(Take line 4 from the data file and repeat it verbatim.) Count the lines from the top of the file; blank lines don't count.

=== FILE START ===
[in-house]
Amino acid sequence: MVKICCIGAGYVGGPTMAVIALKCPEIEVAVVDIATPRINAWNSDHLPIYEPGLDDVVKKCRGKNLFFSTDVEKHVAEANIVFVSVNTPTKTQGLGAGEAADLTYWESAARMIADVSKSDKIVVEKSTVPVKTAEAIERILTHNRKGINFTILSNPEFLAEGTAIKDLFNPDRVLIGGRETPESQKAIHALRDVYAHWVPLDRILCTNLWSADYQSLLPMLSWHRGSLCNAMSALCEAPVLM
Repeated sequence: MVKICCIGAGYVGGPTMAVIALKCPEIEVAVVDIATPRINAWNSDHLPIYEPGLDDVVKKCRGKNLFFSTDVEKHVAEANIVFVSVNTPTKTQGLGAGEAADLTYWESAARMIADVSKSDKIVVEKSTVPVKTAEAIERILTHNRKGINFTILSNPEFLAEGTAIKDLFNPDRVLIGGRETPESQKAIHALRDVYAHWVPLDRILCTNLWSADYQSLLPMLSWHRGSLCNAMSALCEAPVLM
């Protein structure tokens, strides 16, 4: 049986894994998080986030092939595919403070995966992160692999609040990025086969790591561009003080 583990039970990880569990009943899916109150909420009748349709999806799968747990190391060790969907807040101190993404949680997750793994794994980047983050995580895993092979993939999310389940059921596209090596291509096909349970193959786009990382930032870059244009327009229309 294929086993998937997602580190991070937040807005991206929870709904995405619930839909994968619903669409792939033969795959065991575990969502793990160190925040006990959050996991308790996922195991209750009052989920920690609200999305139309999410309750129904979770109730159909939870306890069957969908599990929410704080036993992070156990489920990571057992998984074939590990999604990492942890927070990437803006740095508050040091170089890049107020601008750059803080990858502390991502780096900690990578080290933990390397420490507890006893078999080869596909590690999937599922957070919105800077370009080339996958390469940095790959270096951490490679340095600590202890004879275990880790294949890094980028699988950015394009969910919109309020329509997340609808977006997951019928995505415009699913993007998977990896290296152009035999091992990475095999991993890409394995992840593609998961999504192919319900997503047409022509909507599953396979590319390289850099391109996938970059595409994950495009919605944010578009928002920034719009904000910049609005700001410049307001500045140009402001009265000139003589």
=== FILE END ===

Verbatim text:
């Protein structure tokens, strides 16, 4: 049986894994998080986030092939595919403070995966992160692999609040990025086969790591561009003080 583990039970990880569990009943899916109150909420009748349709999806799968747990190391060790969907807040101190993404949680997750793994794994980047983050995580895993092979993939999310389940059921596209090596291509096909349970193959786009990382930032870059244009327009229309 294929086993998937997602580190991070937040807005991206929870709904995405619930839909994968619903669409792939033969795959065991575990969502793990160190925040006990959050996991308790996922195991209750009052989920920690609200999305139309999410309750129904979770109730159909939870306890069957969908599990929410704080036993992070156990489920990571057992998984074939590990999604990492942890927070990437803006740095508050040091170089890049107020601008750059803080990858502390991502780096900690990578080290933990390397420490507890006893078999080869596909590690999937599922957070919105800077370009080339996958390469940095790959270096951490490679340095600590202890004879275990880790294949890094980028699988950015394009969910919109309020329509997340609808977006997951019928995505415009699913993007998977990896290296152009035999091992990475095999991993890409394995992840593609998961999504192919319900997503047409022509909507599953396979590319390289850099391109996938970059595409994950495009919605944010578009928002920034719009904000910049609005700001410049307001500045140009402001009265000139003589």